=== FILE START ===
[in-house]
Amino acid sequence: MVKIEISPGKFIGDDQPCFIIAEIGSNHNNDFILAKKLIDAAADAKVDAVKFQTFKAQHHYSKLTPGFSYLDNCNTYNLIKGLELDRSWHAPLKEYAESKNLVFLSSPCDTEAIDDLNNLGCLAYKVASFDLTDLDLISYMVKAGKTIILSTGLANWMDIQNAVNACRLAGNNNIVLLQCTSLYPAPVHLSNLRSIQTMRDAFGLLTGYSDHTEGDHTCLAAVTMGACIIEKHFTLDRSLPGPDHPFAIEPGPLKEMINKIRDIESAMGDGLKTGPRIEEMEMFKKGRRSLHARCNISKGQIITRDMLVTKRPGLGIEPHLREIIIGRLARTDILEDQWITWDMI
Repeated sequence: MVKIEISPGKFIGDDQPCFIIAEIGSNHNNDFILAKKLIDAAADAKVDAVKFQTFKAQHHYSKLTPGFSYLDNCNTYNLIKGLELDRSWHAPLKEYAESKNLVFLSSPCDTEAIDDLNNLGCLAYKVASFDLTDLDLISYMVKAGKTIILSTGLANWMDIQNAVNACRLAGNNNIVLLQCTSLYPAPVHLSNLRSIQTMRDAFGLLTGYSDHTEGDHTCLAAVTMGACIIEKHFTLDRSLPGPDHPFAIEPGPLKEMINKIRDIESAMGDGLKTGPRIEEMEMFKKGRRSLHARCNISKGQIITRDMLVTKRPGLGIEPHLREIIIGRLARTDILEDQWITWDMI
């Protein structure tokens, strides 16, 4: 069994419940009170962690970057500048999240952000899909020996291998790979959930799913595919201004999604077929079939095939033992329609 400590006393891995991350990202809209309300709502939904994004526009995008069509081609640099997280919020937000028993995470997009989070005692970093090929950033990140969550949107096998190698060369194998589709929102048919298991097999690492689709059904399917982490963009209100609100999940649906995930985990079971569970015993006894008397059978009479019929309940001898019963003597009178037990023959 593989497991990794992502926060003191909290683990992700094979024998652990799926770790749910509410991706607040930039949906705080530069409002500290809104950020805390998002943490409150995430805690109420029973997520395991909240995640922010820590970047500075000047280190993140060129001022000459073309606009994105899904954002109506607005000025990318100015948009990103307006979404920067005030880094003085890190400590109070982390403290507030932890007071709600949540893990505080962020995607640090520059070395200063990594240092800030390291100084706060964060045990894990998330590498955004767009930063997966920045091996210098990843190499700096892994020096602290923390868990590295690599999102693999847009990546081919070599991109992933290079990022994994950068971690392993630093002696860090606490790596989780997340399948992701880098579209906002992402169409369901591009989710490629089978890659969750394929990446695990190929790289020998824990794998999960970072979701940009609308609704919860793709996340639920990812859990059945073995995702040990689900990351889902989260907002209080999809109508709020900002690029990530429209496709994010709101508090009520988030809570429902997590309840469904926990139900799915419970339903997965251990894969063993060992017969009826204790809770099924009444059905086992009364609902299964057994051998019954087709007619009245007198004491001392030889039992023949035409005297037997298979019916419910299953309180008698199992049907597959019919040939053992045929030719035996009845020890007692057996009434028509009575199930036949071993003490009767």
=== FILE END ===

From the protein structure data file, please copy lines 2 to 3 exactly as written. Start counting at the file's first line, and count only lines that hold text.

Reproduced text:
Amino acid sequence: MVKIEISPGKFIGDDQPCFIIAEIGSNHNNDFILAKKLIDAAADAKVDAVKFQTFKAQHHYSKLTPGFSYLDNCNTYNLIKGLELDRSWHAPLKEYAESKNLVFLSSPCDTEAIDDLNNLGCLAYKVASFDLTDLDLISYMVKAGKTIILSTGLANWMDIQNAVNACRLAGNNNIVLLQCTSLYPAPVHLSNLRSIQTMRDAFGLLTGYSDHTEGDHTCLAAVTMGACIIEKHFTLDRSLPGPDHPFAIEPGPLKEMINKIRDIESAMGDGLKTGPRIEEMEMFKKGRRSLHARCNISKGQIITRDMLVTKRPGLGIEPHLREIIIGRLARTDILEDQWITWDMI
Repeated sequence: MVKIEISPGKFIGDDQPCFIIAEIGSNHNNDFILAKKLIDAAADAKVDAVKFQTFKAQHHYSKLTPGFSYLDNCNTYNLIKGLELDRSWHAPLKEYAESKNLVFLSSPCDTEAIDDLNNLGCLAYKVASFDLTDLDLISYMVKAGKTIILSTGLANWMDIQNAVNACRLAGNNNIVLLQCTSLYPAPVHLSNLRSIQTMRDAFGLLTGYSDHTEGDHTCLAAVTMGACIIEKHFTLDRSLPGPDHPFAIEPGPLKEMINKIRDIESAMGDGLKTGPRIEEMEMFKKGRRSLHARCNISKGQIITRDMLVTKRPGLGIEPHLREIIIGRLARTDILEDQWITWDMI